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Ask a Doc: Diabetes Awareness

Healthy eating

Why should I worry about diabetes?

Diabetes is a serious disease that affects how your body uses blood sugar (glucose). Glucose is an important source of energy for the cells that make up our muscles and tissues and it’s also our brain’s main source of fuel. Insulin is made by the pancreas and transports glucose into our cells to use as an energy source.

If you do not have enough insulin, the glucose just floats around in your blood and your cells do not get the energy they need. The glucose spills into your urine as well. Over time, uncontrolled high blood sugar levels can damage blood vessels leading to injury of organs like your eyes, kidneys, heart and brain. In severe diabetes, the blood vessel damage decreases blood flow to your legs and feet and can lead to amputation due to poor flow and infections.

People with diabetes are at least twice as likely to have heart problems and strokes. Obesity is a national epidemic and often leads to insulin resistance and diabetes. Risk of diabetes is 93 times greater in obese people with BMI (Body Mass Index) above 35. The continuing rise in obesity in the US is driving a rise in diabetes as well.

What are the types of diabetes?

Type 2 accounts for 90 percent of diabetes and is caused by insulin deficiency and resistance. Many of these patients’ diabetes may be controlled with oral medications. Type 1 is caused by autoimmune destruction of the pancreatic beta cells, leading to absolute insulin deficiency and therefore, insulin injections are needed to control their disease. Type 1 diabetes symptoms tend to develop more rapidly and can be life-threatening if unrecognized and untreated. There are other types of diabetes like gestational diabetes that can cause similar symptoms.

Prediabetes is when blood sugar levels are higher than normal, but not high enough yet to be diagnosed as type 2 diabetes or need medications. Some people develop prediabetes as they age but never progress to needing medications. Prediabetes caused by insulin resistance and obesity can be treated with lifestyle changes to diet and physical activity and weight loss. You can have a huge impact in delaying – or even preventing – type 2 diabetes, but you may need to make major changes in your habits to lose weight.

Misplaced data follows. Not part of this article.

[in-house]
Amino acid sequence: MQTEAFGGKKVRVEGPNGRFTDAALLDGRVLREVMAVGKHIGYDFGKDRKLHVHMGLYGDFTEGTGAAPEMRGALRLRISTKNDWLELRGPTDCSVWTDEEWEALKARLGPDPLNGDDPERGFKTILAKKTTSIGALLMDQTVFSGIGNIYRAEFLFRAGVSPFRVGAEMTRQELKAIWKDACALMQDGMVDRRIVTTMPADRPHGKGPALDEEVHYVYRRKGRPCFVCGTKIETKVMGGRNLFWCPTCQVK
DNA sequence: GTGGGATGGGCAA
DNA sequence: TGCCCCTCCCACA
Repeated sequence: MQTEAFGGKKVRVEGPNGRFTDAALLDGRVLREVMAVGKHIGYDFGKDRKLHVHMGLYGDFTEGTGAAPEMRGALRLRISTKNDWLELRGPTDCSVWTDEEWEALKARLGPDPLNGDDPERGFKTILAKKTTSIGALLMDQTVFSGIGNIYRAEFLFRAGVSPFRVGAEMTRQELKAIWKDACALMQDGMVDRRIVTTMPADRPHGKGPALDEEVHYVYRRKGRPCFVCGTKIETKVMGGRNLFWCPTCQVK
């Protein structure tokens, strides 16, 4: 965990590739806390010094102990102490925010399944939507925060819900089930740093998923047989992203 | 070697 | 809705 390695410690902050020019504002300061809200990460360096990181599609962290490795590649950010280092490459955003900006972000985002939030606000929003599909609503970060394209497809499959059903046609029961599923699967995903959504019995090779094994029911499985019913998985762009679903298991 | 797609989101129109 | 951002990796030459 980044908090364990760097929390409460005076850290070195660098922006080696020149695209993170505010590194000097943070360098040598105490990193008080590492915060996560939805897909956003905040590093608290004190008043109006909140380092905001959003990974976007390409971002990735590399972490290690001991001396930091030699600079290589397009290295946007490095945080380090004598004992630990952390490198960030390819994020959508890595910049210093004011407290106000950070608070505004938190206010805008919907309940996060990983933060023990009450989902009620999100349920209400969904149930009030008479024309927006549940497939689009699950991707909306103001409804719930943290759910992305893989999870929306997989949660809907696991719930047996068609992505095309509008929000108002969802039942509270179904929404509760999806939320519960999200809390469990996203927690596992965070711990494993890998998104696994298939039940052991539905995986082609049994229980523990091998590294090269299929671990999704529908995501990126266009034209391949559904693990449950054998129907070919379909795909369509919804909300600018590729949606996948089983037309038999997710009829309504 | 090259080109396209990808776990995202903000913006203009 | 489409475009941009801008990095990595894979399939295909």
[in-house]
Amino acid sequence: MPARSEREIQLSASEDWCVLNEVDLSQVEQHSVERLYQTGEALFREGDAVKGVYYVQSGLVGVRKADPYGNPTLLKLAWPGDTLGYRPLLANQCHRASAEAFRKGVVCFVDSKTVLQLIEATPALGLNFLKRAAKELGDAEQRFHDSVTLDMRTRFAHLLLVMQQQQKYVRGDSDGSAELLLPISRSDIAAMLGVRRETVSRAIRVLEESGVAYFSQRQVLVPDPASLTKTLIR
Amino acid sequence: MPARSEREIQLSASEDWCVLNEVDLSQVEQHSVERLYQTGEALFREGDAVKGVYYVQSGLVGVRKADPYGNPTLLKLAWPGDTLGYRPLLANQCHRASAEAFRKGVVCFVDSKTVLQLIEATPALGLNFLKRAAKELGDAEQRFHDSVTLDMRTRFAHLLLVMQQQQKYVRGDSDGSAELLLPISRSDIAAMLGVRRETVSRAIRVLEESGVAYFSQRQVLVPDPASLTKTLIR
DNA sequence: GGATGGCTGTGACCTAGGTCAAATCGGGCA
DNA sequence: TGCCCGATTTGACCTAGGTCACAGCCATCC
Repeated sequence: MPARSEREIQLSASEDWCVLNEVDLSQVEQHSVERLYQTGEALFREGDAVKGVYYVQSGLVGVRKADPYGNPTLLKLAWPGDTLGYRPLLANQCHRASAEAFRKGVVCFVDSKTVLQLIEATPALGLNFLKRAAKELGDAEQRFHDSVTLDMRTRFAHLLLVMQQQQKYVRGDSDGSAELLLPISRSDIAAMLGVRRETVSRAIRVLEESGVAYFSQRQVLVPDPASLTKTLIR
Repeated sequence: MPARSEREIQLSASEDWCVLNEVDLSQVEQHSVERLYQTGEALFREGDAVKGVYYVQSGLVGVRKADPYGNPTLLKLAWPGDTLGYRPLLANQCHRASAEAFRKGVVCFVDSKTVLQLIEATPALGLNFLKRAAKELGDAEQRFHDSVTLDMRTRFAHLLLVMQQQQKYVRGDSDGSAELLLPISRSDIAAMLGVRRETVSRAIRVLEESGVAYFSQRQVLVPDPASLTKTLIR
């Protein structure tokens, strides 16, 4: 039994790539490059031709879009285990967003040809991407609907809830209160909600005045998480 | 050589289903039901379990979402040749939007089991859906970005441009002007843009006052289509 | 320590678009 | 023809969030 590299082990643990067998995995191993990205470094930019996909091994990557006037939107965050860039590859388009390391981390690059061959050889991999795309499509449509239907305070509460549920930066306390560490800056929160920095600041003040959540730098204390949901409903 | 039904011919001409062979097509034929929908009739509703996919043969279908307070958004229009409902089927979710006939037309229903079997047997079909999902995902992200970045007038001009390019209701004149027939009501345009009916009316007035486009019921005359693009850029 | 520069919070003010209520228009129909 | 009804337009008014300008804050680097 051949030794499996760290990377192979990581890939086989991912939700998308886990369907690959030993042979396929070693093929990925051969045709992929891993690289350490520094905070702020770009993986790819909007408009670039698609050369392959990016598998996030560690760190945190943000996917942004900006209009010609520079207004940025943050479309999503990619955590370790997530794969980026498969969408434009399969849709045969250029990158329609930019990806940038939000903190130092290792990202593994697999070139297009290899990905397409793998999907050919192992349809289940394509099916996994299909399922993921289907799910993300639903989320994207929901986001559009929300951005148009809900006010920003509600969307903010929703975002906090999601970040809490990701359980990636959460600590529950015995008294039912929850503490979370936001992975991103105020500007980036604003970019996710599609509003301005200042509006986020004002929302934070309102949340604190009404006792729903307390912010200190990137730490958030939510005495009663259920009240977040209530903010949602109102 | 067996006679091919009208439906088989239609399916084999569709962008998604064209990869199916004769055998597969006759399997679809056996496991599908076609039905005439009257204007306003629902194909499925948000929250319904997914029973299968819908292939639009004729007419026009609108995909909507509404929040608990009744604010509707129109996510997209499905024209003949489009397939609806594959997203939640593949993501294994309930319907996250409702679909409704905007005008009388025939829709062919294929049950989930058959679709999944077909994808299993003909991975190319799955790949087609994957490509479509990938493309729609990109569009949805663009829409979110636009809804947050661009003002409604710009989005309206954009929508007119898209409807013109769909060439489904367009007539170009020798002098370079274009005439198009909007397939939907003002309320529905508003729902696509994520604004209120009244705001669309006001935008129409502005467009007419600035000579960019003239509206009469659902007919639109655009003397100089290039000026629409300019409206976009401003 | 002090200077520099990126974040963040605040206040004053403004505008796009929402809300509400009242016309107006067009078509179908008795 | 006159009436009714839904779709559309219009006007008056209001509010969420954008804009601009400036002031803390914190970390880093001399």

How can I tell if I’m at risk for diabetes or am prediabetic?

Look up your BMI to see if your body weight puts you at increased risk of diabetes. Obesity is the biggest risk factor you can control, but age, race, and family history also play a role. The chart below shows how similar the risks can be. That’s why it’s important to discuss your risks with your physician.

Diabetes Risk Chart

The American Diabetes Association has a good online risk tool. You answer a series of questions about yourself (or for a loved one), and your risk is calculated and explained. This risk assessment is not a replacement for talking to your doctor. And here’s a link to a reputable BMI calculator.

What are the symptoms of diabetes?

More than 34 million people in the U.S. have diabetes, and millions more are prediabetic and don’t even know it. A hemoglobin (Hgb) A1C blood test is usually done as part of an annual physical to look for prediabetes or diabetes. The A1C tells us the average glucose levels over the last 2-3 months. It is also used to monitor how well your diabetes treatment is working over the course of time. Your primary care doctor can order this for you and will help you understand the numbers and recommend a treatment plan. A finger stick glucose test gives a quick look but goes up and down quite a bit depending on what and when you ate; but it can be used to help type 1 diabetics manage the amount of insulin they need.

Below are the most common symptoms of diabetes.

Diabetes Symptoms Chart

What are some ways to manage diabetes?

Here are six things that can make a big difference in preventing and managing diabetes. These are also just plain good things all of us can do to be healthy.

  1. Exercise regularly, planning for 150 minutes a week
  2. Eat healthy
  3. Reduce stress
  4. Quit smoking
  5. Cut back on alcohol
  6. Take note of how you’re feeling – and be sure to follow up with your physician

Do you have a question for us? If so, please send questions to the Clinic at https://www.bghc.org/contact or to the Boca Beacon and we will answer them monthly.

About the Author

Dr. James joined the Clinic in March 2018. A graduate of Des Moines University College of Osteopathic Medicine, he completed his residency at Metropolitan Hospital in Grand Rapids, Michigan. He is board certified in emergency medicine and has been awarded fellowship status by the American College of Emergency Physicians. Throughout his medical career, Dr. James […]

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